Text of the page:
Image Credit: Winslow Townson-USA TODAY Sports
MMA fans, at least those interested in a clean sport, are abuzz about the Nevada State Athletic Commission hearings Wednesday — which brought about a title fight in December for one PED user, and, perhaps, a job opportunity for another.
For those who missed it, Vitor Belfort received a license to compete, despite his recent tests for elevated testosterone, and will now fight Chris Weidman in December for the UFC Welterweight title. Belfort will receive “elevated testing” for the rest of his fighting career, but escaped suspension.
Chael Sonnen wasn’t so lucky. He was suspended for two years (which may be irrelevant as he already announced his retirement, but whatever…) and has been ordered to assist the NSAC with “education of its athletes” after his failed test. (To be fair, it’s said to not be a paid position.)
Does all this sound like a ridiculous circus act? Sure it does. Despite having been confirmed to be using five banned substances in preparation for his (eventually cancelled) UFC 175 bout, only one NSAC board member seemed interested in exacting any punishment to Sonnen at all. While his colleagues praised Sonnen for his “courage” and even noted, “We don’t want to kill the poor fella’s reputation!” – new board member Anthony Marnell finally sounded out as a voice of reason. “I’m not kicking him (Sonnen) while he’s down. He’s already done that to himself!”
(Bless you, sir.)
It was kind of an ugly sight. But then, it’s easy to forget that this all represents a huge improvement from the MMA climate of just one year ago.
Sometimes you need to look back to find perspective… or, away.
A recent visit to the Philippines offered me that opportunity: a glimpse at a very different culture – and surprises were found at every turn. I had known the Philippines to be passionate about their boxing heroes, with MMA on the rise.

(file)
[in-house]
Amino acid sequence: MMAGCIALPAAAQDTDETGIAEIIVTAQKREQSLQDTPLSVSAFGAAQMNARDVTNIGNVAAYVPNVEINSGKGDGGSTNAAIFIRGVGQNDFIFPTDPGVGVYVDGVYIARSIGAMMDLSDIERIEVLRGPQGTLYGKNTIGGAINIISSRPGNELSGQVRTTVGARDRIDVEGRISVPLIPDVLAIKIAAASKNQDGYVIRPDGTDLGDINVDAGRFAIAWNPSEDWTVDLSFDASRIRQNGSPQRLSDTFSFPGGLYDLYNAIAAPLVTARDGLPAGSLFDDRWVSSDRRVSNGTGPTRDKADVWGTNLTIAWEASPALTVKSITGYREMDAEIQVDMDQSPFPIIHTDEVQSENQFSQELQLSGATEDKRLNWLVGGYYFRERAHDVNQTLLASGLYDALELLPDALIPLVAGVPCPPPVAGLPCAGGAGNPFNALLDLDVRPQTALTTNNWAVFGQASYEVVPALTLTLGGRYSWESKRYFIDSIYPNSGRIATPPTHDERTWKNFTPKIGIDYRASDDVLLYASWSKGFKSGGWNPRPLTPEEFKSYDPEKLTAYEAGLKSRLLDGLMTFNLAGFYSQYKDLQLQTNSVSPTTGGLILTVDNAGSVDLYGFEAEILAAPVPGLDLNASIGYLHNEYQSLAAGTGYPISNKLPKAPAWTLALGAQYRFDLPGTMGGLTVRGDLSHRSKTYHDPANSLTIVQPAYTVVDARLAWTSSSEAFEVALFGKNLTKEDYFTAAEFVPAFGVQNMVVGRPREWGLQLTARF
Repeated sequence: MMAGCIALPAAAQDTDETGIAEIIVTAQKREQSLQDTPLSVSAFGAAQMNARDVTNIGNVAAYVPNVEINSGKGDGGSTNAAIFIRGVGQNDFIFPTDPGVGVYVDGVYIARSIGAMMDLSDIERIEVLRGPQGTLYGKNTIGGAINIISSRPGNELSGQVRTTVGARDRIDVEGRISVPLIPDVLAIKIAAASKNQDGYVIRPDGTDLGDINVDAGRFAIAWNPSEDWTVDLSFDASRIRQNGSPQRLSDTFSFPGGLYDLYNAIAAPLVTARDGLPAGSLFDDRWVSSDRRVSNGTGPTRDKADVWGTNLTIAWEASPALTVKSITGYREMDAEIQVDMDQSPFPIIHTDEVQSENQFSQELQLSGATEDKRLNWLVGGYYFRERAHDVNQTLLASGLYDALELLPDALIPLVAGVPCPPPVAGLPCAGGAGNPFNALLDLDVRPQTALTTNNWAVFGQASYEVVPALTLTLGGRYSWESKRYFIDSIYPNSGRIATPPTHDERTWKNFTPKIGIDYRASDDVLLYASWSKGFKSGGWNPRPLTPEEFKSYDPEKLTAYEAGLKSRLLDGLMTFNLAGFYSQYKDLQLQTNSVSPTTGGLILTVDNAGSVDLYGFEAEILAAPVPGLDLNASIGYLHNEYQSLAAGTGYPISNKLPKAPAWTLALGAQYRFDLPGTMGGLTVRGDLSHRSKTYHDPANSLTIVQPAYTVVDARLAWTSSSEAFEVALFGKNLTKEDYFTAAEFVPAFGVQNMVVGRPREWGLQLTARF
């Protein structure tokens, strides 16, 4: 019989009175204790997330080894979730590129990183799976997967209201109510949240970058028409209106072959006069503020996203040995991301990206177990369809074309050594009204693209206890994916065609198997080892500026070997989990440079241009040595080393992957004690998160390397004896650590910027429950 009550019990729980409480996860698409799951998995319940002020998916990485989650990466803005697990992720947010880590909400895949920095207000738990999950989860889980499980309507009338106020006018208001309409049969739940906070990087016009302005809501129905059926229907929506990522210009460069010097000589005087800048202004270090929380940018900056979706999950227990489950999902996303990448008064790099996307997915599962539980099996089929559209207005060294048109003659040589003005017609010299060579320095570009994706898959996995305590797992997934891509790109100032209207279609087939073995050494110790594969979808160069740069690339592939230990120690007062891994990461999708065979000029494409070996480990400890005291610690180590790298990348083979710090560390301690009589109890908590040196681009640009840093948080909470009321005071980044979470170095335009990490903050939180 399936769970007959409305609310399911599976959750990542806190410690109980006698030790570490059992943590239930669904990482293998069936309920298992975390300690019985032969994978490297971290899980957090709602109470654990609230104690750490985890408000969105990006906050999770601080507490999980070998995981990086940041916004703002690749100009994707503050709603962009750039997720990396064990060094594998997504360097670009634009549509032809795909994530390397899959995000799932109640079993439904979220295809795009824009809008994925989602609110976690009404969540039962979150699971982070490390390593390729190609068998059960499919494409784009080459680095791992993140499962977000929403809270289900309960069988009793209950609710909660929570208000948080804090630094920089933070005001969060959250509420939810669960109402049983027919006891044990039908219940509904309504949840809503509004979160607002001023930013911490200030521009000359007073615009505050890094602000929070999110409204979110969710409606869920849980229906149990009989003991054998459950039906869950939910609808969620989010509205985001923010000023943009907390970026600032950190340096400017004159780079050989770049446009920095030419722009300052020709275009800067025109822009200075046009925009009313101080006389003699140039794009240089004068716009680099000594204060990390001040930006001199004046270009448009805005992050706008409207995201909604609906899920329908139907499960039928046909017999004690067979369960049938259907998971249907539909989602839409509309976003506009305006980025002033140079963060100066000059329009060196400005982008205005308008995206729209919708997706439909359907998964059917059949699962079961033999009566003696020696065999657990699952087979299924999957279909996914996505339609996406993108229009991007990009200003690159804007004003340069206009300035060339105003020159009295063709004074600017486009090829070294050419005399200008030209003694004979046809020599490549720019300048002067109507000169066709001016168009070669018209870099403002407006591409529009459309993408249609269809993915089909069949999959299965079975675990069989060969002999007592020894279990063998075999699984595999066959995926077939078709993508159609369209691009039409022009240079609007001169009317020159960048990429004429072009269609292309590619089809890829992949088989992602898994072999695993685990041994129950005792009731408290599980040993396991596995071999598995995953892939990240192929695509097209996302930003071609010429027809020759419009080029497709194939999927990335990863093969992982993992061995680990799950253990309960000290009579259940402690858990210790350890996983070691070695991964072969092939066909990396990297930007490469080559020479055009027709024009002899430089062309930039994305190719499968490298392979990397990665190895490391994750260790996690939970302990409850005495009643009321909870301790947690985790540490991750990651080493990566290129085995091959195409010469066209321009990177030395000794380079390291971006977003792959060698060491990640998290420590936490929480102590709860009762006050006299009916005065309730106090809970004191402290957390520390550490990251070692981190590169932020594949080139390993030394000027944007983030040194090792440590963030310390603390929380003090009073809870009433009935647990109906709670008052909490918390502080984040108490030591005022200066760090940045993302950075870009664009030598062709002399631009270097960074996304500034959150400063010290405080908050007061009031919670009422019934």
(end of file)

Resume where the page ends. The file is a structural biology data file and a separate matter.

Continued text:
But, I didn’t know the story of the “Azkals.”
One night, I turned on a television and enjoyed the Philippine National Football Team, affectionately known as the “Azkals” (a moniker derived from the Filipino/Tagalog word for “stray dogs”). Unlike basketball, there’s not much of a history of football (soccer) in the PI; and as the name suggests, the team seems kind of a rag-tag bunch, captained by an English-born striker. But they’re gaining in popularity — and success. During my visit, the Azkals would lose a valiant effort in the finals of the AFC Challenge Cup.
The Filipino TV commentators sounded heartbroken by the result, but then, I heard one remark… remember where we were a year ago. It was unthinkable that we’d be disappointed by this result, a loss in the finals of an international tournament.
So, maybe our stray dogs in UFC and the NSAC – still struggling, it seems, to regulate this once-outlaw of a sport, didn’t quite come through for us yesterday. But, similarly, where we a year ago?
In March 2013, Chael Sonnen and his synthetic testosterone had just contended for the UFC Light Heavyweight title. That other testosterone user, Vitor Belfort, went 3-0 for the year with three knockouts. It was the heart of the “TRT Era” and some fans seemed happy to see PED use legitimized, and even hoped for more to come. Georges St-Pierre was laughed at when he mentioned that the UFC’s refusal to improve its drug testing protocol was a factor in his departure from the sport.
Today, that same random drug testing protocol which St-Pierre championed has begun to be implemented in the UFC’s biggest bouts. The “TRT Era” is over – banned even in Belfort’s native Brazil.
Sonnen’s days are done for now, and Vitor Belfort finds himself under greater scrutiny than ever before.
It’s far from perfect, but it’s an improvement.
If you’re interested in an MMA climate which favors clean athletes, maybe it’s safe to say the tide is turning.
As the line goes (in that movie Chael Sonnen quotes ad nauseum), every dog has his day.